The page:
70 kV 1 to 2 ms pulse from DC

Thread Starter


Joined May 23, 2023
I was asked to design a circuit capable of converting 50 VDC to a short 70 kV 1 to 2 ms pulse.

I did some digging with different kinds of circuits like Cockcroft-Walton multiplier. I know there are some more experienced designers here, so I am kindly asking for advice of different kinds of approaches to this problem.


Joined Jan 27, 2019
Automotive spark plugs actually fit inside those parameters very well. An ignition system might be a shortcut. It would only need 13.8V, though. Here’s a plot of a conventional ignition system voltage over time with ms divisions.



Joined Mar 31, 2012
Into specific gas mix to create a spark with energy of 1.1 Wh. Some kind of dark magic I am not familiar with (chemistry I mean)
As a ballpark calculation, to get 1.1 Wh from a 70 kV rectangular pulse lasting 2 ms, the current would have to be in excess of 50 A. Since the pulse probably isn't going to be anywhere close to rectangular, you're probably talking peak currents well above 100 A. Are those the kinds of currents you are expecting? I believe typical automative spark currents are on the order of 100 mA, give or take.


Joined Mar 30, 2018
To express the energy of such a short spark in Wh would seem a strange choice of units – Joules would be much more logical.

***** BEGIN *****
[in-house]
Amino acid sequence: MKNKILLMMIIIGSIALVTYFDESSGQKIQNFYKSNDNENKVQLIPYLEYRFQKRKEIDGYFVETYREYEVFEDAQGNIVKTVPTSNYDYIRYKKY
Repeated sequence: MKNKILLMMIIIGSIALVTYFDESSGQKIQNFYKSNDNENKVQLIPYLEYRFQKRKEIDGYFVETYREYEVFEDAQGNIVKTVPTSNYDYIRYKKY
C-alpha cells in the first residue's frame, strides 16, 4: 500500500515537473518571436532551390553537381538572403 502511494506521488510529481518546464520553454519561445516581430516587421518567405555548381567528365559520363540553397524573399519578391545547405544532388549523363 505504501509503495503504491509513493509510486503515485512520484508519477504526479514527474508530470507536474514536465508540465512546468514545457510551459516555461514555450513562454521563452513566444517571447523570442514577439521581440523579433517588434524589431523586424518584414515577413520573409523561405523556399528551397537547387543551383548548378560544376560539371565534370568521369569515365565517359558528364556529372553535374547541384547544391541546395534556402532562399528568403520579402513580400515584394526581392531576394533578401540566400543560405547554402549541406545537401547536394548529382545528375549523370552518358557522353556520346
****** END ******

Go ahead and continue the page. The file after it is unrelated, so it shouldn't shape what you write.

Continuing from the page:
Joined Nov 22, 2017
Into specific gas mix to create a spark with energy of 1.1 Wh
Only by this way you can sent to mix of gases energy 1.1 Wh (4000 J):


High Voltage Power Supplies -- SL150kV
High Voltage Power Supplies - High Voltage Power Supplies -- SL150kV
Description: Spellman’s SL150kV rack mount high voltage power supply
is designed for scientific and industrial OEM applications requiring 150kV at 1200 watts
in a compact cable connected standard sized rack.
Models are available in positive, negative or reversible polarity.
Using capacitor below, set gap to 62 kV breakdown for 4000 J energy.

(CFO) SX210E20
Aerovox high energy quick discharge capacitor. 2.1 µF, 100kv.
Energy - 10,605 joules. Equivalent Series Inductance 50 nH max.
11" x 14" x 27" high. New, never used. Some rust due to moisture.
Last edited:


Joined Jun 5, 2013
E = 1/2 CV^2

C = 2E / V^2

C = 8000 / 70000 / 70000 = 1.6e-6

So yes, charging a 1.6uF cap to 70000V has the desired energy.